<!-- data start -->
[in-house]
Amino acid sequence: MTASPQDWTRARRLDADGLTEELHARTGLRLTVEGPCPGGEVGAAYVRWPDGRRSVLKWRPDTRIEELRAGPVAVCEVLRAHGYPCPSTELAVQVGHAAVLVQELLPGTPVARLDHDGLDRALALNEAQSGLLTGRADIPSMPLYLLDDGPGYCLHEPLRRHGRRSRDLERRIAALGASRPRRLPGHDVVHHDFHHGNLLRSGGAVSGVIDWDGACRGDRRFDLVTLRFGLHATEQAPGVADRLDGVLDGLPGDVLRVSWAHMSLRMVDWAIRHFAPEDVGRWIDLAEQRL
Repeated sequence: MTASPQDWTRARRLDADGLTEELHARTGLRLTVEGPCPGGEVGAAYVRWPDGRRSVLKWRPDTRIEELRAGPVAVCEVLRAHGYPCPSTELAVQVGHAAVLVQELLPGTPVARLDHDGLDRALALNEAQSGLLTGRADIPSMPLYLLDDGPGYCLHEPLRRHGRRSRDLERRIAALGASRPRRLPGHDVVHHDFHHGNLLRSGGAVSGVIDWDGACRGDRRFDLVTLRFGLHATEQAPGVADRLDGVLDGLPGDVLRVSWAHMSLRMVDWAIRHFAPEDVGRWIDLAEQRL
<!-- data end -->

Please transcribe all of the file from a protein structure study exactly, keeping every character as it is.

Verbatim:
[in-house]
Amino acid sequence: MTASPQDWTRARRLDADGLTEELHARTGLRLTVEGPCPGGEVGAAYVRWPDGRRSVLKWRPDTRIEELRAGPVAVCEVLRAHGYPCPSTELAVQVGHAAVLVQELLPGTPVARLDHDGLDRALALNEAQSGLLTGRADIPSMPLYLLDDGPGYCLHEPLRRHGRRSRDLERRIAALGASRPRRLPGHDVVHHDFHHGNLLRSGGAVSGVIDWDGACRGDRRFDLVTLRFGLHATEQAPGVADRLDGVLDGLPGDVLRVSWAHMSLRMVDWAIRHFAPEDVGRWIDLAEQRL
Repeated sequence: MTASPQDWTRARRLDADGLTEELHARTGLRLTVEGPCPGGEVGAAYVRWPDGRRSVLKWRPDTRIEELRAGPVAVCEVLRAHGYPCPSTELAVQVGHAAVLVQELLPGTPVARLDHDGLDRALALNEAQSGLLTGRADIPSMPLYLLDDGPGYCLHEPLRRHGRRSRDLERRIAALGASRPRRLPGHDVVHHDFHHGNLLRSGGAVSGVIDWDGACRGDRRFDLVTLRFGLHATEQAPGVADRLDGVLDGLPGDVLRVSWAHMSLRMVDWAIRHFAPEDVGRWIDLAEQRL